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Introduction to reference types in JavaScript with examples

vineethsagar profile image vineethsagar Originally published at vineethsagar.hashnode.dev ・Updated on ・2 min read

In this article, we try to understand the reference types in JavaScript. This article is for beginners only.

In the previous article, we looked into primitive types I would recommend you to read it here before going through this article.

The basic difference between primitive and reference types is that in primitive types the values are stored in the variable whereas in reference types the reference/address to that variable is stored in the variable. Let us understand the difference between both using an example.


//  primitive

let x = "JS";
let y = x;

console.log(y);  // "JS"

x = "Java";

console.log(x);  // "Java"
console.log(y);  // "JS"

//  reference

let a = {language:"JavaScript"};
let b = a;

console.log(b);  // {language:"JavaScript"}

a.language = "Java";

console.log(a);  // {name:"Java"}
console.log(b);  // {name:"Java"}

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Another difference between primitive and reference types is that primitive types are stored in the stack whereas reference types are stored in a heap as their size varies dynamically.

In primitive types we use typeof operator to find whether a given datatype is primitive or not, whereas in reference types we use instanceof operator to find whether the given type is a reference type or not.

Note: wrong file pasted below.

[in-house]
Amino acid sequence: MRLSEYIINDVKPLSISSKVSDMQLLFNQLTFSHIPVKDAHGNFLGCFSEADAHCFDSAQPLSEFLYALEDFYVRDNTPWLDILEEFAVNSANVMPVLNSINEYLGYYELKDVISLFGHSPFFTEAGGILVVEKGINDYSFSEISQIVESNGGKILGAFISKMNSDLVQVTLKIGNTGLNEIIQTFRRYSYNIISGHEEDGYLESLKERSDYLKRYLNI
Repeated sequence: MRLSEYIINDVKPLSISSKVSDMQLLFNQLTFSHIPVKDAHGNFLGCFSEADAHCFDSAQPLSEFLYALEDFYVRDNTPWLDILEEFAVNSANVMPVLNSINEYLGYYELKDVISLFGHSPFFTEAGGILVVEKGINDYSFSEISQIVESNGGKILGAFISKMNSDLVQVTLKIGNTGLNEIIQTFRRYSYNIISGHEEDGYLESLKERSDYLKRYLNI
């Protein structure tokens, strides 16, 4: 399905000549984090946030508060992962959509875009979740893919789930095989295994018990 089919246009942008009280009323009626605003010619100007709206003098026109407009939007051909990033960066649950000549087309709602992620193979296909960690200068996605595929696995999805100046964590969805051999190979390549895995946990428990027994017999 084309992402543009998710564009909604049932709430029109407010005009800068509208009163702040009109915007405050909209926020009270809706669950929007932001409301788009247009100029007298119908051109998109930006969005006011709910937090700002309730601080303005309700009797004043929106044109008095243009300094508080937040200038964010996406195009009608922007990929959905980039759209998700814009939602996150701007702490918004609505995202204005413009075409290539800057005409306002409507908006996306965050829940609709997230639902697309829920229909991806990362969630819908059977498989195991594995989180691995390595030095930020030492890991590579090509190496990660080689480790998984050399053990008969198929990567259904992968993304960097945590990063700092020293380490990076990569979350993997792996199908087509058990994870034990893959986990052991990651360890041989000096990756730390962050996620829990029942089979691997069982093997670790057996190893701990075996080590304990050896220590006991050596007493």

JavaScript has 3 reference data types, we will understand each one with an example.

1. Arrays
2. Functions
3. Objects


In JavaScript, if you assign an array to a variable it is the reference to the array that the variable holds not the value so any changes to the array will reflect on the original array lets us look at an example to understand better


let languages = ["c","c++","java"];
let lang = languages;

languages[2] = "javascript";

console.log(lang);  // ["c","c++","javascript"]

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In functions when you pass primitive type data, any changes only happen to formal arguments but doesn't reflect on actual arguments. Let us look at an example.

function foo(val){

let lang = "java";
let result = foo(lang);

console.log(lang);  // java
console.log(result); // javascript

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In the above example, you can see that changes in the formal arguments are not reflected in actual arguments.

However, in reference types when you can pass an object to a function you can modify its properties but not the object. Look at the example below to understand better

// Example 1
function modifyProperty(obj){
   obj.value = 10;

let x = {
   value : 1;

console.log(x); // { value : 10}

// Example 2
function modifyObject(obj){
   obj = {
      value = 20;

ley y = { value: 2 };

console.log(y);  // {value:2}

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In JavaScript, a variable that stores an object is accessed by its reference instead of value.

Refer to the first example to get a better understanding.

Thank you for reading the article please give your feedback and suggestions below in the comments.


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